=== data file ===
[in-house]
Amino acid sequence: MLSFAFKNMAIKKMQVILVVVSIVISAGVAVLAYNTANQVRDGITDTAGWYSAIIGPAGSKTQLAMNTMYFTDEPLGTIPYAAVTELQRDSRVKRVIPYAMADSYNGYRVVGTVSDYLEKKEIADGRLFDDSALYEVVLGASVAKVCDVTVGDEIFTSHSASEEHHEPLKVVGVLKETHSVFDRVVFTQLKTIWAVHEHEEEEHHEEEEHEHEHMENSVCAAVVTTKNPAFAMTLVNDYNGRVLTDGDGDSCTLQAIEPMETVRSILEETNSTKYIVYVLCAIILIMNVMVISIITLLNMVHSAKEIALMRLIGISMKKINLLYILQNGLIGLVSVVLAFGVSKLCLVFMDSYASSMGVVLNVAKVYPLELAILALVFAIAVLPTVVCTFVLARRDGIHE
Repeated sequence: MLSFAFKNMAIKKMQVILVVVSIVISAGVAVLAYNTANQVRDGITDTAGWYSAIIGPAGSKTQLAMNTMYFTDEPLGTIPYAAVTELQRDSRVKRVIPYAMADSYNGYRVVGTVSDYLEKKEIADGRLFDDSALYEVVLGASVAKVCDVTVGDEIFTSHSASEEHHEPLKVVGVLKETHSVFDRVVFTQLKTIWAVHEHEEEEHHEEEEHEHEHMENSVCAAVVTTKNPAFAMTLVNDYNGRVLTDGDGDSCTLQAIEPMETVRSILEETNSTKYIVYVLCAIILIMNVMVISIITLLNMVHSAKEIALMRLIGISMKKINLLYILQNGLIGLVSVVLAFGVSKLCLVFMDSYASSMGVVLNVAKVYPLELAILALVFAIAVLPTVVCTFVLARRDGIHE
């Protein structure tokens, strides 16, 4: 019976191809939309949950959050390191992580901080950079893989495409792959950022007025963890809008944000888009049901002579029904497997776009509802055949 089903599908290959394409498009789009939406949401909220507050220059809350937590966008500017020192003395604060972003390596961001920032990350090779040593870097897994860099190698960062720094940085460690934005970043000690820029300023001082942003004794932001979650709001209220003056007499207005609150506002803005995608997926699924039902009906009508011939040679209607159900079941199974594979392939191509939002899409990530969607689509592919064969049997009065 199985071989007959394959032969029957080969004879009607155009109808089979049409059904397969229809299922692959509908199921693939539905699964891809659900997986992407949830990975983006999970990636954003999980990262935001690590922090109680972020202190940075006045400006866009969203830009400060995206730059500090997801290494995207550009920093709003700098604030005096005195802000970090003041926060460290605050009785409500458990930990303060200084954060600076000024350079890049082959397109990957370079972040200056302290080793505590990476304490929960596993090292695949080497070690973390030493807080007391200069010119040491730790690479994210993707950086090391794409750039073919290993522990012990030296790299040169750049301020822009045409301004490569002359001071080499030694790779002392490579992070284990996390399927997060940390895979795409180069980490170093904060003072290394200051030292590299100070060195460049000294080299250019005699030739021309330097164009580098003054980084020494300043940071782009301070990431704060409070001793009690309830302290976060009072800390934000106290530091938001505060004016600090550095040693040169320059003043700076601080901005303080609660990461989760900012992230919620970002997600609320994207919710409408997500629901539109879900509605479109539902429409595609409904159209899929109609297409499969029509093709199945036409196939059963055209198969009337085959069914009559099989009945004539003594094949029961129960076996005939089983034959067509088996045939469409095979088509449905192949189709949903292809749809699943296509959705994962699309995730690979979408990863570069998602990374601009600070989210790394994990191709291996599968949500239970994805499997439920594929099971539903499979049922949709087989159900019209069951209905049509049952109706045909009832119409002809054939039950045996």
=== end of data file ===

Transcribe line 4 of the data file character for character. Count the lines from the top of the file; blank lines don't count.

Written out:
């Protein structure tokens, strides 16, 4: 019976191809939309949950959050390191992580901080950079893989495409792959950022007025963890809008944000888009049901002579029904497997776009509802055949 089903599908290959394409498009789009939406949401909220507050220059809350937590966008500017020192003395604060972003390596961001920032990350090779040593870097897994860099190698960062720094940085460690934005970043000690820029300023001082942003004794932001979650709001209220003056007499207005609150506002803005995608997926699924039902009906009508011939040679209607159900079941199974594979392939191509939002899409990530969607689509592919064969049997009065 199985071989007959394959032969029957080969004879009607155009109808089979049409059904397969229809299922692959509908199921693939539905699964891809659900997986992407949830990975983006999970990636954003999980990262935001690590922090109680972020202190940075006045400006866009969203830009400060995206730059500090997801290494995207550009920093709003700098604030005096005195802000970090003041926060460290605050009785409500458990930990303060200084954060600076000024350079890049082959397109990957370079972040200056302290080793505590990476304490929960596993090292695949080497070690973390030493807080007391200069010119040491730790690479994210993707950086090391794409750039073919290993522990012990030296790299040169750049301020822009045409301004490569002359001071080499030694790779002392490579992070284990996390399927997060940390895979795409180069980490170093904060003072290394200051030292590299100070060195460049000294080299250019005699030739021309330097164009580098003054980084020494300043940071782009301070990431704060409070001793009690309830302290976060009072800390934000106290530091938001505060004016600090550095040693040169320059003043700076601080901005303080609660990461989760900012992230919620970002997600609320994207919710409408997500629901539109879900509605479109539902429409595609409904159209899929109609297409499969029509093709199945036409196939059963055209198969009337085959069914009559099989009945004539003594094949029961129960076996005939089983034959067509088996045939469409095979088509449905192949189709949903292809749809699943296509959705994962699309995730690979979408990863570069998602990374601009600070989210790394994990191709291996599968949500239970994805499997439920594929099971539903499979049922949709087989159900019209069951209905049509049952109706045909009832119409002809054939039950045996």